Feast of the Holy Hieromartyr Cyprian and the Virgin Martyr Justina
Planet Narnia: The Seven Heavens in the Imagination of C. S. Lewis by Michael Ward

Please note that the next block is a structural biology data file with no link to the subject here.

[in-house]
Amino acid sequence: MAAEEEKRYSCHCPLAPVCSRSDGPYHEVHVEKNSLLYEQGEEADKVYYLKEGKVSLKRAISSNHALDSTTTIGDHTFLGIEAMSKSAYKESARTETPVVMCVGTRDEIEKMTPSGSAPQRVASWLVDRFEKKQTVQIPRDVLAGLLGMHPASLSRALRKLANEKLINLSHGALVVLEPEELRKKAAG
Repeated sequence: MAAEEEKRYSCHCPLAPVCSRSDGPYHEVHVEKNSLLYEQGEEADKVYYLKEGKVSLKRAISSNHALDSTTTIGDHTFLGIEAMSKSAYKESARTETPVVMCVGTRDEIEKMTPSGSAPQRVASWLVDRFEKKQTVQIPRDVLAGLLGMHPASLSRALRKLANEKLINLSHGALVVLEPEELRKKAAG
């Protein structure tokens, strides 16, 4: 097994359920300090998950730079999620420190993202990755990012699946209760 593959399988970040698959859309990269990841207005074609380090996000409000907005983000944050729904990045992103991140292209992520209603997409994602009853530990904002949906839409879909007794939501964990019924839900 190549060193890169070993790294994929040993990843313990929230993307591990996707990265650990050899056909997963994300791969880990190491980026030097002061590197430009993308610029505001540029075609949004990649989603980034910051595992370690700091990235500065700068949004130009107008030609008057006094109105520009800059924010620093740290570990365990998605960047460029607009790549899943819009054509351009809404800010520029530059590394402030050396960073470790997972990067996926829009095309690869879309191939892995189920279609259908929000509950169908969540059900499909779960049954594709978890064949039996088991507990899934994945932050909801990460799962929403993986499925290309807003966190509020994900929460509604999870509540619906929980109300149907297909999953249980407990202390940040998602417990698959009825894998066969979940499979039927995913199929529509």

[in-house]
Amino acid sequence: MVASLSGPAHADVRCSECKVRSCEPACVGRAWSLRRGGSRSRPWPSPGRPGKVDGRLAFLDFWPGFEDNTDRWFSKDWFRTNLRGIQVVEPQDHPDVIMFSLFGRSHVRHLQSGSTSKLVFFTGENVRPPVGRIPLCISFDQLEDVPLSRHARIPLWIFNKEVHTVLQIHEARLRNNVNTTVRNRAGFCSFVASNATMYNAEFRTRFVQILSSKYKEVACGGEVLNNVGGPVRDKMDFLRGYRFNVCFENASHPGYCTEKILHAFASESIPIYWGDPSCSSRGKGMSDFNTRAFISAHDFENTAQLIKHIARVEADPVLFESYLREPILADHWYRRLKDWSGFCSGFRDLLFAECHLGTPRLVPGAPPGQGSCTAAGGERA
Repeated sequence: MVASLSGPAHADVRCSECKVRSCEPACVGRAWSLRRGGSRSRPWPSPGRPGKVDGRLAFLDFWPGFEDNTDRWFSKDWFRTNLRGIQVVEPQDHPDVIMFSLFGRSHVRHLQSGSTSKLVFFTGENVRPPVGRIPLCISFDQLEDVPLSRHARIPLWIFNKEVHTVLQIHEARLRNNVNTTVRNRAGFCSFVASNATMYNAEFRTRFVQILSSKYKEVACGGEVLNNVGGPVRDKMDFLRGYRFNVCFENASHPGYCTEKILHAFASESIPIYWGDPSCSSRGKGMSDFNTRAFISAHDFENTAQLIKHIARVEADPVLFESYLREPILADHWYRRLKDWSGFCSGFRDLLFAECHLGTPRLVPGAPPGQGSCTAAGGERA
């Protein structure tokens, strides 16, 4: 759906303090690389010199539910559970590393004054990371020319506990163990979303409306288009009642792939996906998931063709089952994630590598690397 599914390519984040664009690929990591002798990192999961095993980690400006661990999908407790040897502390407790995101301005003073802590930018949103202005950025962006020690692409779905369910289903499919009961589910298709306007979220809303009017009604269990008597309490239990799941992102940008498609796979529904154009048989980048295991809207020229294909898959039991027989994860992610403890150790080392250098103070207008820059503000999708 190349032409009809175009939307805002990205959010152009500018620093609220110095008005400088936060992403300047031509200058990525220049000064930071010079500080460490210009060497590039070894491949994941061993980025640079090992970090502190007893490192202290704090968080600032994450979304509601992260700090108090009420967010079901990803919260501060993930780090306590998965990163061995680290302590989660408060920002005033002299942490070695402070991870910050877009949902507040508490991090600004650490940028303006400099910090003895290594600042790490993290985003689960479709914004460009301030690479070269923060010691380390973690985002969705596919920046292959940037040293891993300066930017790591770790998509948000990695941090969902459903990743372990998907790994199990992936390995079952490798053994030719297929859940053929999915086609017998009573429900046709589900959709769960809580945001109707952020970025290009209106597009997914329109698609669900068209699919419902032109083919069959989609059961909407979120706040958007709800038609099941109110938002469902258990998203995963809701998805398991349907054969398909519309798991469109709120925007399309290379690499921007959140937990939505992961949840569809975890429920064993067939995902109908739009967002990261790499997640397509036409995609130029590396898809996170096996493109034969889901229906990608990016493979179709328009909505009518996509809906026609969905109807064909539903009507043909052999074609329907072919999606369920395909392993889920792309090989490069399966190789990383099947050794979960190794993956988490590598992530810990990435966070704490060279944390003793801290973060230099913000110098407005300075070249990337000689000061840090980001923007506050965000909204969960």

THOUGH CRITICS have tried to link the Chronicles to the seven virtues, the seven sacraments, the seven deadly sins, and even the seven books of Spencer’s Faerie Queene, none have publicly considered that Lewis might have built the Narniad upon what John Donne called “the Heptarchy, the seven kingdoms of the seven planets.” This concept from medieval cosmology, with its rich and innately religious symbolism, fascinated and nourished Lewis. It was, in his words, a universe “tingling with anthropomorphic life, dancing, ceremonial, a festival, not a machine.” Anglican priest and Lewis aficionado Michael Ward believes he stumbled upon this imaginative framework and sets out to elucidate how these seven stories, “authored by an unlikely novice and possessing little apparent coherence in design, should have become some of the best-selling and most influential fables in the world.” His careful scholarship, copious notes, and articulate prose turn what might have been bland criticism into a fascinating reevaluation of Lewis’ whole literary and theological outlook.
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